Rain dampens crowds, not enthusiasm, at Telegraph fair

The 30th Annual Telegraph Avenue Holiday Fair opened this weekend under rainy skies. Photo: Ted Friedman
The 30th Annual Telegraph Avenue Holiday Fair opened this weekend under rainy skies. Photo: Ted Friedman

By Ted Friedman

The 30th annual Telegraph Avenue Holiday Street Fair opened this weekend, but crowds were sparse at times because of the rain.

Booths went up Friday morning under a light drizzle, which worsened by 1 p.m. Early Saturday afternoon, umbrellas went up during a downpour which lasted around an hour and a half. It was mostly overcast on Sunday.

“It was not a good day for me,” Clifford Seely, 79, a jeweler who has been selling at the fair for 30 years, said Friday as he packed up to leave around 3 p.m.


“It was worth my time, but not as good as last year,” said David (Doc) Sammon, a regular Telegraph Avenue vendor.

Fair goers and vendors bundled up when the rain came down. Photo: Ted Friedman
Fair goers and vendors bundled up when the rain came down. Photo: Ted Friedman

Vendors at the fair came from as far away as Colorado, Nevada, and Utah, said Janet Klein, who has been at the fair’s helm for nine years, and previously worked for it for 16 years. Artists who have sold at the fair in the past have given it good word-of-mouth, which means that artists come from around the country.

“We have a lot of vendors from Los Angeles,” Klein said.

Klein tries to strike a balance between bringing in licensed and unlicensed vendors. She is very strict about keeping the fair about authentic crafts by barring anything not made by the artist who sells it. On Saturday morning she ejected a vendor who was hawking small fish-tanks in kit form. She said they did not fit the fair’s guidelines.

Paul Ogren sells what he calls "nuclear jewelry." Photo: Ted Friedman
Paul Ogren sells what he calls “nuclear jewelry.” Photo: Ted Friedman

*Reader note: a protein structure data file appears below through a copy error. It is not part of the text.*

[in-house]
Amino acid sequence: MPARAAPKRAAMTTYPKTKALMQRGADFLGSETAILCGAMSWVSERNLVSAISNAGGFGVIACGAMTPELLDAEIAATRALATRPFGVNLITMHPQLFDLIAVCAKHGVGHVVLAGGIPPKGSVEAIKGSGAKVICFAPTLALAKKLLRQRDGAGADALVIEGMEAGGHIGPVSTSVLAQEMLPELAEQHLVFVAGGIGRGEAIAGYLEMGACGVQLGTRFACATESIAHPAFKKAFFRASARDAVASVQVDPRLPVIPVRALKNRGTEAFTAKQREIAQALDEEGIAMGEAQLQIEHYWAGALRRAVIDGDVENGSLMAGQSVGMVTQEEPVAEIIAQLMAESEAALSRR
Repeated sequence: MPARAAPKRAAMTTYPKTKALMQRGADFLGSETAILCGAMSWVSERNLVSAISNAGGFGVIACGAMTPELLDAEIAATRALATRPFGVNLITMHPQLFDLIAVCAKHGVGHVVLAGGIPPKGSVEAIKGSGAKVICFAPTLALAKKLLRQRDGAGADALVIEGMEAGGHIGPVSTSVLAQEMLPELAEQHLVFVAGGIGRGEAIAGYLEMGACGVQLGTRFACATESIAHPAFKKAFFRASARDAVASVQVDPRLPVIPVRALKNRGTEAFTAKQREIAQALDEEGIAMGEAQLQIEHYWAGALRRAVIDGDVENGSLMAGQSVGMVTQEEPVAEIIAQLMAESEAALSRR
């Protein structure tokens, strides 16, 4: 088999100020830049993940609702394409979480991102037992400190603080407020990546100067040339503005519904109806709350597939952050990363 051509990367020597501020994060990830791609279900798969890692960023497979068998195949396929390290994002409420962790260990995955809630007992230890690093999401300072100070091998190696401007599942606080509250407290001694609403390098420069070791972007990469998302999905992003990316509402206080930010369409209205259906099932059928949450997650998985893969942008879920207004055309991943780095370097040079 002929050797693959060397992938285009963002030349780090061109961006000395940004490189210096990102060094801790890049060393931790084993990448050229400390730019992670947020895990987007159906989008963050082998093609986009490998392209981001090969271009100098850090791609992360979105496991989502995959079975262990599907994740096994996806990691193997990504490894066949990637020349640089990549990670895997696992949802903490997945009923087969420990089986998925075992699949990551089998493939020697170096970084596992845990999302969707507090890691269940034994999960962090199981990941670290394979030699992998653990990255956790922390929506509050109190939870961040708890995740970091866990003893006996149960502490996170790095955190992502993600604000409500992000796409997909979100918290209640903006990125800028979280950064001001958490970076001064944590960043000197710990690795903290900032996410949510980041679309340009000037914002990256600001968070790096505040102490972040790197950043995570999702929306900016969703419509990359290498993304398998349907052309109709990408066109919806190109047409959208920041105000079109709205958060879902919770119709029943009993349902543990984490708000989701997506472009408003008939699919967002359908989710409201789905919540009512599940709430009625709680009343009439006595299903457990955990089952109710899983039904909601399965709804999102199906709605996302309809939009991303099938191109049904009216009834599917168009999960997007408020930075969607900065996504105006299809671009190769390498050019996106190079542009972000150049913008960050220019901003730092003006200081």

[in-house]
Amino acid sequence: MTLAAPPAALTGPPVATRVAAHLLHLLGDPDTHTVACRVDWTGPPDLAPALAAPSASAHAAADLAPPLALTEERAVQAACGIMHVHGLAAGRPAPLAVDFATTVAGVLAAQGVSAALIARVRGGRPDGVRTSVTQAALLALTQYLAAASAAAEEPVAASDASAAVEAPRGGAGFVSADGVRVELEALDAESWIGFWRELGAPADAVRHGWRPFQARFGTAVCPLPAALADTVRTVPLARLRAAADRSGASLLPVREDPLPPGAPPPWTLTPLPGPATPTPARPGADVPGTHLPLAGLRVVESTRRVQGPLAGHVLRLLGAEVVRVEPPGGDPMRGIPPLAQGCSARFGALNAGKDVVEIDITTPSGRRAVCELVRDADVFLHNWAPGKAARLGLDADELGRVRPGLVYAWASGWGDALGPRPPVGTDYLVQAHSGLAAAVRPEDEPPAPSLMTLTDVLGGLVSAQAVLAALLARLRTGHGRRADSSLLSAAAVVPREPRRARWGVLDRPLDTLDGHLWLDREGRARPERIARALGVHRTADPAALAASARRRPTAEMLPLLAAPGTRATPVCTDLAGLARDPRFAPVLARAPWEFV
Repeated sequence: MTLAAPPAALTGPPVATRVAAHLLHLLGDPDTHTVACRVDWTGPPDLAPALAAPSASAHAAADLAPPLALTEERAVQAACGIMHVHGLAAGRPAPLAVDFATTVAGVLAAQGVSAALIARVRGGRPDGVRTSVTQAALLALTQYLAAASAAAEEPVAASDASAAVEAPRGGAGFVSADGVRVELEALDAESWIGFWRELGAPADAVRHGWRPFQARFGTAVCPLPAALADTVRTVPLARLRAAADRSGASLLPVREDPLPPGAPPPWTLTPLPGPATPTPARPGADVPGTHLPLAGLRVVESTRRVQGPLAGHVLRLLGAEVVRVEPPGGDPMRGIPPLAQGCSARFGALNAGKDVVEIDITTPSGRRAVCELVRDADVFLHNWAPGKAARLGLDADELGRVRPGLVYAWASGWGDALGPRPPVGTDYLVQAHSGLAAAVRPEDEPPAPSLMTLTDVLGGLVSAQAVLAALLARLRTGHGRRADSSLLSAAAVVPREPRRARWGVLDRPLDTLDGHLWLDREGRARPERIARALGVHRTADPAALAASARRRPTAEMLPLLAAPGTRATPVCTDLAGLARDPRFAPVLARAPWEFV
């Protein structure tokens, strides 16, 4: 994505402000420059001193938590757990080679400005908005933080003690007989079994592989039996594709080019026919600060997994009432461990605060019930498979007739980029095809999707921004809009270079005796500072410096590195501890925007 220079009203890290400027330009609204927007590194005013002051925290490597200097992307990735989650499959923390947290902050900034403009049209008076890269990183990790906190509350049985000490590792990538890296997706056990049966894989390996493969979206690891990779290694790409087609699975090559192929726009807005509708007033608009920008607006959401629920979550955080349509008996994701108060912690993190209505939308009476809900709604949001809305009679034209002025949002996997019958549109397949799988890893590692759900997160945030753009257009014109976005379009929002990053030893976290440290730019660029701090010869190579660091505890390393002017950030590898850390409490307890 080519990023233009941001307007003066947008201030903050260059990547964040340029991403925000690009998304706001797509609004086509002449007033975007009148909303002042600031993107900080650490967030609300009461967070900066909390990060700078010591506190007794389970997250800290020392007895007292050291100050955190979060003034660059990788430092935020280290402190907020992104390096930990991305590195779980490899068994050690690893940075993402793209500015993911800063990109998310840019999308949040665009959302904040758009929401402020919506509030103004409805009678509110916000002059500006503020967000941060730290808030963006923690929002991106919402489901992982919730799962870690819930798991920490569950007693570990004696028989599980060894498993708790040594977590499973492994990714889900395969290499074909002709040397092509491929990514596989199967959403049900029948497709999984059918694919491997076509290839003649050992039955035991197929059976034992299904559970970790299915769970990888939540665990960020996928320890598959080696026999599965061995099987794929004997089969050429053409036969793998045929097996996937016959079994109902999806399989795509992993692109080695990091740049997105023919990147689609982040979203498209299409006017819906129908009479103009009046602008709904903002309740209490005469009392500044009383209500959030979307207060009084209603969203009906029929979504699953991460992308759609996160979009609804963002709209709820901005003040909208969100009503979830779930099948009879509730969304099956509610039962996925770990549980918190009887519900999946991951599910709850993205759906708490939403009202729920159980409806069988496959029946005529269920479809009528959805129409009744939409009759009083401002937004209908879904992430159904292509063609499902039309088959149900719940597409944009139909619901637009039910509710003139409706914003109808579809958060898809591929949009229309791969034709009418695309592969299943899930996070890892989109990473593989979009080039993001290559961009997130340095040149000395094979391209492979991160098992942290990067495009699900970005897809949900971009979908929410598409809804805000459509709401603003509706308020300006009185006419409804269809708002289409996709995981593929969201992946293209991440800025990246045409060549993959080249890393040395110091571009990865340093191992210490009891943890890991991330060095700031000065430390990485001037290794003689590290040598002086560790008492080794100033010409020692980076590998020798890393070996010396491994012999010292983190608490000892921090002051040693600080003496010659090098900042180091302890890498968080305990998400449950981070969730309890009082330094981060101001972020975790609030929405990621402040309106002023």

Paul Ogren, a jeweler whose work is sold in gift shops at major museums, was at the fair this weekend for the second year in a row. Ogren’s company, From War to Peace, sells what he terms “nuclear jewelry.” It is made from copper cable that has been used in the wiring of nuclear missile systems. But Ogren said you would not explode if you wear his jewelry.

Ogren said sales were slow on Friday “when people who make money are out making money.” But he said “as Christmas nears, it will be better.”

Lapidary artist Fred Rosefeather decided to sell his crafts at the Telegraph Holiday Art Fair after a local art gallery owner in his hometown of San Luis Obispo told him to “go to Berkeley; you’re too good for this town.” Rosefeather was exuberant about the welcome he received from other vendors.

The lapidary jewelry of Fred Rosefeather. Photo: Ted Friedman
The lapidary jewelry of Fred Rosefeather. Photo: Ted Friedman

Some vendors have exhibited at the fair for ten years or more. Others, like Seely, have deeper roots with the event.

Perennial favorites are wallets, bill folds, purses, briefcases, belt buckles, jewelry, and ceramics. But off-beat items, like Stewart Bumford’s risqué electrical outlet covers, with the switch strategically placed, are one-of-a-kind.

One vendor was selling a concept piece in a box. When you looked down into the box, you saw the light gathering on a lens. But in Friday’s light drizzle there was not much light. “It doesn’t work well in rainy weather,” said its creator, Paula Chang, from Belmont.

The Telegraph Avenue Holiday Street Fair stretches along upper Telegraph and will also run next weekend, Dec. 22-24, from 11 a.m. to 6 p.m.

Ted Friedman is a longtime Berkeley resident who specializes in writing about Berkeley’s south side.

To find out about more events in Berkeley and nearby, visit Berkeleyside’s Events Calendar. We also encourage you to submit your own events.